A council has more than doubled a man’s care package after the local government and social care ombudsman found fault with its assessments and recommended an independent social worker revisit them.
Waltham Forest council increased the support offered to the man, ‘Mr X’, from 25.5 to 66.25 hours following the independent assessment conducted in late 2017.
The London borough has also since reinstated nighttime care for Mr X, which had been a key bone of contention between him and the council since it cut his care package when the Independent Living Fund (ILF) ended in 2015.
‘Package cut by 75%’
Before the demise of the ILF, Mr X, who is blind and incontinent as well as having diabetes and severe arthritis, had received almost £800 a week from the fund as well as just over £400 from Waltham Forest. His care package included day and night support.
But after being reassessed in 2015, a funding panel agreed Mr X would receive just 23.5 hours of support per week – despite the assessment recording that he had “high support needs” in most activities.
‘Mr Y’, the legal rights officer who brought the complaint on behalf of Mr X, reckoned his package had been cut by 75%. While Mr X intended to pursue legal action against Waltham Forest, he was unable to do because of being ineligible for legal aid.
In July 2016 Mr X’s package was reassessed by a social worker and occupational therapist, but this resulted in only an extra two hours of care being offered.
Mr Y, who attended the assessment, “considered that the officers were mindful of what the funding panel would approve rather than what Mr X required”, the ombudsman’s report said. The completed document and resulting care plan also made no mention of Mr X’s eligible needs in line with the Care Act 2014.
Mr Y raised particular concerns that Waltham Forest had failed to consider the impact of Mr X’s incontinence.
This not only undermined his dignity, when he was left overnight, but left him vulnerable to falls if he attempted to use the toilet, and meant morning carers’ time was taken up by cleaning him.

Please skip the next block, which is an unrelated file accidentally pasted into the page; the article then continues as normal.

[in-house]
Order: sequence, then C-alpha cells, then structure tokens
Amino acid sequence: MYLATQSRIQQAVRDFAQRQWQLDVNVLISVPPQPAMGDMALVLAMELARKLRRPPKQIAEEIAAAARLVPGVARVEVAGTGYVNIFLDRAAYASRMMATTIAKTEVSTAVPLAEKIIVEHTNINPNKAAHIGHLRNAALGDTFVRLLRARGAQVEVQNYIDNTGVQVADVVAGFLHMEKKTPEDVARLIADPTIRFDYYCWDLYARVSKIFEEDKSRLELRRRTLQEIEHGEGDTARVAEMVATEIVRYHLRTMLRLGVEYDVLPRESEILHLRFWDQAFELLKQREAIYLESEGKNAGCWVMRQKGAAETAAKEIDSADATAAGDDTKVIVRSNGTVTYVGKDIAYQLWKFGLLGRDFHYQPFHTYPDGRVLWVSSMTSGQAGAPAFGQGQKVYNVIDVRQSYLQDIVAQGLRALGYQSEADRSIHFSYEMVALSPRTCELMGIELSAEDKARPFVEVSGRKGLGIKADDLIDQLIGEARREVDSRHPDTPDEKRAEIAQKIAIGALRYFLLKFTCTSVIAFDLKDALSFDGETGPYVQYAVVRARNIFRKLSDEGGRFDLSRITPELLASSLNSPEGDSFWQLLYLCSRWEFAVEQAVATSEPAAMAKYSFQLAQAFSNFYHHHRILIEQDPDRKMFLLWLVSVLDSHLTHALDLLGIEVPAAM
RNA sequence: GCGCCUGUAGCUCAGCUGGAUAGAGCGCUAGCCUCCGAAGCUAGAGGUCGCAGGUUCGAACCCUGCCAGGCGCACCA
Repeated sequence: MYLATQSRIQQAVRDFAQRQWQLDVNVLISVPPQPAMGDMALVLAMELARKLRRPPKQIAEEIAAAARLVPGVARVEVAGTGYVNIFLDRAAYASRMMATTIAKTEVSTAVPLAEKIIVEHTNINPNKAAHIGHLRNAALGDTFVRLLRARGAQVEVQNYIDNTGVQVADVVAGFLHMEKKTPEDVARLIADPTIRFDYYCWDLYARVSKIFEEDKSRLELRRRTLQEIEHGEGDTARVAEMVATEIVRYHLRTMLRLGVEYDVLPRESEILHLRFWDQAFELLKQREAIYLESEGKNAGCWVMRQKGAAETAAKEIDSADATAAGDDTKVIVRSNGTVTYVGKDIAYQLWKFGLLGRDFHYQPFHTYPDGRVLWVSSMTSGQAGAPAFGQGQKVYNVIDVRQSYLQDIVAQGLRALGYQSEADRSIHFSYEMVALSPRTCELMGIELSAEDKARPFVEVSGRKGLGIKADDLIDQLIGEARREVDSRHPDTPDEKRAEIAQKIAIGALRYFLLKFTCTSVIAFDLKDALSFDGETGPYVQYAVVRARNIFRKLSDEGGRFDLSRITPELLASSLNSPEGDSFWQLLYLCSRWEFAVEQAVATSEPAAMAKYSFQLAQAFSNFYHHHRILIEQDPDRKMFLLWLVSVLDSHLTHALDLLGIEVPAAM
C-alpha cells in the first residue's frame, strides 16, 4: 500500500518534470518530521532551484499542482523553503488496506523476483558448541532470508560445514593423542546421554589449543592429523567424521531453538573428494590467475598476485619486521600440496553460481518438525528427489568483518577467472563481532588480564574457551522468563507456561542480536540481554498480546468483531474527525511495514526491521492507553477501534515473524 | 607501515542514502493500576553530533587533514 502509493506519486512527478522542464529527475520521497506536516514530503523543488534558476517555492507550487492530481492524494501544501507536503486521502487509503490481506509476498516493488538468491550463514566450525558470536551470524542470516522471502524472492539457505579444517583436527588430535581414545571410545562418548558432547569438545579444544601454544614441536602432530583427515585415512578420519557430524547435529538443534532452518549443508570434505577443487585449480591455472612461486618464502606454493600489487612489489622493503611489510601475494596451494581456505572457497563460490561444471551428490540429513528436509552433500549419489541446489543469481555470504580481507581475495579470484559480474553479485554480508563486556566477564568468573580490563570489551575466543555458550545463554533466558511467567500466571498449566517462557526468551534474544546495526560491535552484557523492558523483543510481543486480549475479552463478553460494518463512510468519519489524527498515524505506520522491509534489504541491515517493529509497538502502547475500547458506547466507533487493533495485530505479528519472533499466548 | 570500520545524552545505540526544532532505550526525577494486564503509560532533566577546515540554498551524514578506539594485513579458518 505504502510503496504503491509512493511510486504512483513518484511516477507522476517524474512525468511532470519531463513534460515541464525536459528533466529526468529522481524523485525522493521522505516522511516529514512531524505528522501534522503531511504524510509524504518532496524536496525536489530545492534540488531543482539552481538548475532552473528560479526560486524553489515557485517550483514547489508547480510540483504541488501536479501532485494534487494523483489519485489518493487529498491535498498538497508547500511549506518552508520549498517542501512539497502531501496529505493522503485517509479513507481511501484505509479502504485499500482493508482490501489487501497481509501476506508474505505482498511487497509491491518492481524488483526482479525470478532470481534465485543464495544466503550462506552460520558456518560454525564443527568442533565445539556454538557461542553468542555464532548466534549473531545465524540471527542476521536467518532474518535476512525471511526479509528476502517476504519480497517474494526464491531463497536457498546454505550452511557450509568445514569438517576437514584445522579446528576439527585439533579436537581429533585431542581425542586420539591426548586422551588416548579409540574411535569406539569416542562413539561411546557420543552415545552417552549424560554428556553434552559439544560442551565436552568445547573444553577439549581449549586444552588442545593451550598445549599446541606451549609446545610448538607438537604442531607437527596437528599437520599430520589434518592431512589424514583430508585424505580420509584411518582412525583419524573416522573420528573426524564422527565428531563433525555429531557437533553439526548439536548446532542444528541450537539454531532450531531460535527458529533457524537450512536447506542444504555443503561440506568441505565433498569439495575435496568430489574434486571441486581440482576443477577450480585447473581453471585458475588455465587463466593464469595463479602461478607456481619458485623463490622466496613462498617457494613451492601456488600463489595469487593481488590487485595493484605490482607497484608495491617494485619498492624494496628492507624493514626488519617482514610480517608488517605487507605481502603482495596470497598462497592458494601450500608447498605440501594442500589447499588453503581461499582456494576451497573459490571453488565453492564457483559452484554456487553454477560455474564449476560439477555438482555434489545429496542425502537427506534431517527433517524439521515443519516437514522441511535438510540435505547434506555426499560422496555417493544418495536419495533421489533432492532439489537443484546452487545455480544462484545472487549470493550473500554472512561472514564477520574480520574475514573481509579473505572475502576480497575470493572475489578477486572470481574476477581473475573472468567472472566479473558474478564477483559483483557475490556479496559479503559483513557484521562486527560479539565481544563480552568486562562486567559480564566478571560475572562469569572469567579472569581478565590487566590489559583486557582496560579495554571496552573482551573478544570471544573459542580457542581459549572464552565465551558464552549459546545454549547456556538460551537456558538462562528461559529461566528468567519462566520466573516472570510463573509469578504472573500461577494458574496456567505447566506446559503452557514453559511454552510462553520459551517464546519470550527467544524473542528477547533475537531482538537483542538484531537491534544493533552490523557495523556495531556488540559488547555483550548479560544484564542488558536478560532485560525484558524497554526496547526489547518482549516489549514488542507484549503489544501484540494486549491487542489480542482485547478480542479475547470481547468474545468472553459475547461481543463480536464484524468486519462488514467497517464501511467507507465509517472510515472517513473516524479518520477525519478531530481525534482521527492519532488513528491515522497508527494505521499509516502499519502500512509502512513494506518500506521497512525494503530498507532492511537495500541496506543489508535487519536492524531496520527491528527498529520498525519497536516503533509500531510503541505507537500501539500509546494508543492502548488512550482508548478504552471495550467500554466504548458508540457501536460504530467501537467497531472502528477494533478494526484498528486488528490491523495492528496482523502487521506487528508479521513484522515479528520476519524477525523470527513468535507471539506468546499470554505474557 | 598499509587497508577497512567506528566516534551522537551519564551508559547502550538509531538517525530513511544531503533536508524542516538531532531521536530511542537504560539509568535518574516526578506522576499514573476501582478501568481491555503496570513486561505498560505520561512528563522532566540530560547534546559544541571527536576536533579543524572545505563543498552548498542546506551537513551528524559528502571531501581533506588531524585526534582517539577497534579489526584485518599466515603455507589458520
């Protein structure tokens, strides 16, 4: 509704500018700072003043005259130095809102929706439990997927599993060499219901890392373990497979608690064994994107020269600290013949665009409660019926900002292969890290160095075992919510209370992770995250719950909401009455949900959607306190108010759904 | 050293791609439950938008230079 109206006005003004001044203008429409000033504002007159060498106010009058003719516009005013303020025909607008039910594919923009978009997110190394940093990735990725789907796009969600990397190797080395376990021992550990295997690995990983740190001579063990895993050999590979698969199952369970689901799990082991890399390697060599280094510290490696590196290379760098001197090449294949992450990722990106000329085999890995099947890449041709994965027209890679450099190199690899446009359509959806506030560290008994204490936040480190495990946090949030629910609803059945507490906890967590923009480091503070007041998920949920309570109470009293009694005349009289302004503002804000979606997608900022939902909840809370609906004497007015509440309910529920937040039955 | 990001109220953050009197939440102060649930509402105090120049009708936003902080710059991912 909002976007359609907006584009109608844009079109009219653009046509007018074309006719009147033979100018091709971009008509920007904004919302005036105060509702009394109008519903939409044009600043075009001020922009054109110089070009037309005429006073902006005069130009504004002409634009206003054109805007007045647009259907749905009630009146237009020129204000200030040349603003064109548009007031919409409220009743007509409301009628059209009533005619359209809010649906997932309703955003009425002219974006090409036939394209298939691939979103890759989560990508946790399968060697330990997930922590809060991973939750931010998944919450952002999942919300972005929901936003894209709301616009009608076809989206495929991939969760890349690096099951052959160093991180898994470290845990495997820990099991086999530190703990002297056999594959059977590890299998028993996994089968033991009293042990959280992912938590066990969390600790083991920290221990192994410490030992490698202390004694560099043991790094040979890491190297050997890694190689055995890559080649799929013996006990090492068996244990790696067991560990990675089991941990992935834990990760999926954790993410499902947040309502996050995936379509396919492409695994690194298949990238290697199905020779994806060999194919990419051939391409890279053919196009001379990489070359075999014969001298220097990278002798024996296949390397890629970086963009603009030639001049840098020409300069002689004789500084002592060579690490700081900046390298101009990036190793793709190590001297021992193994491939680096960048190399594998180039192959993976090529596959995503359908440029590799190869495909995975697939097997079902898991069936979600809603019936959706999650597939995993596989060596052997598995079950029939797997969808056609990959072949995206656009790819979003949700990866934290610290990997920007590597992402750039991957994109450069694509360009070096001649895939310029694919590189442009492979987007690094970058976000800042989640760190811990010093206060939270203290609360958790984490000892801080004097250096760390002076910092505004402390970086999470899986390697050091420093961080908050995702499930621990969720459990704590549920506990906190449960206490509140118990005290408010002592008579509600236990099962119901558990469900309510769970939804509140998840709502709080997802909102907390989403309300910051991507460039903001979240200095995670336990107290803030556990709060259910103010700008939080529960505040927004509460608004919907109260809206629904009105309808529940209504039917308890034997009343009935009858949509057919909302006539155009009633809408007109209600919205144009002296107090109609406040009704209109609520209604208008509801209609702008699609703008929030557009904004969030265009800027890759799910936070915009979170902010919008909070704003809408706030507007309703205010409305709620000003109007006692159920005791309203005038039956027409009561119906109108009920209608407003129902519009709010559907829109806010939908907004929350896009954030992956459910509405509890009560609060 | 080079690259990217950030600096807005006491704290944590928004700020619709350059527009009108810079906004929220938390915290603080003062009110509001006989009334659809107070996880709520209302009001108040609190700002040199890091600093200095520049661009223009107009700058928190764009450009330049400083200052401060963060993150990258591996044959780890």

Mr Y also drew attention to a perceived lack of transparency around how funding was calculated, and what bearing the council’s electronic resource allocation system (RAS) had on the process.
Mr X was left with an “arbitrary package that does not genuinely involve the individual’s view on what is needed, and is a far cry from the person centred model that is required by the Care Act,” Mr Y said in a statement.
In response, Waltham Forest said it had “robustly reassessed” Mr X. It argued that Mr X was able to get out of bed at night, and stressed that its RAS produced only an indicative budget.
‘Difficult to understand’
The ombudsman described Waltham Forest’s decision to reduce Mr X’s care package as “difficult to understand”.
“The council failed to demonstrate what needed to be done at each care visit and no allocation was given to the substantial time required for Mr X’s toilet needs to be met,” the ombudsman said. “Moreover, Mr X was becoming reluctant to try to attempt to get out of bed at night time because he was prone to fall. This was also causing a decline in his wellbeing.”
The watchdog found the council had failed on several counts to properly identify Mr X’s eligible needs.
As well as not adequately assessing the impact of his incontinence, the report found the effects of his visual impairment were “not fully recognised” and that it was unclear how the local authority had allocated hours to need.
In the wake of the ombudsman’s initial recommendation, the independent assessor recommended a care package of 93.25 hours – almost four times what Mr X had previously been receiving.
But the new package was eventually agreed at 66.25 hours after Mr X became restricted to a wheelchair following a serious fall.
The ombudsman concluded that Mr X’s needs were for now being met but that the council must keep a “close watch” on this in light of his deteriorating health, as well as paying him £250.
The report also said Mr X and Mr Y were free to pursue a further complaint against Waltham Forest relating to compensation for lost care hours and for the personal cash he had spent on meeting his needs.
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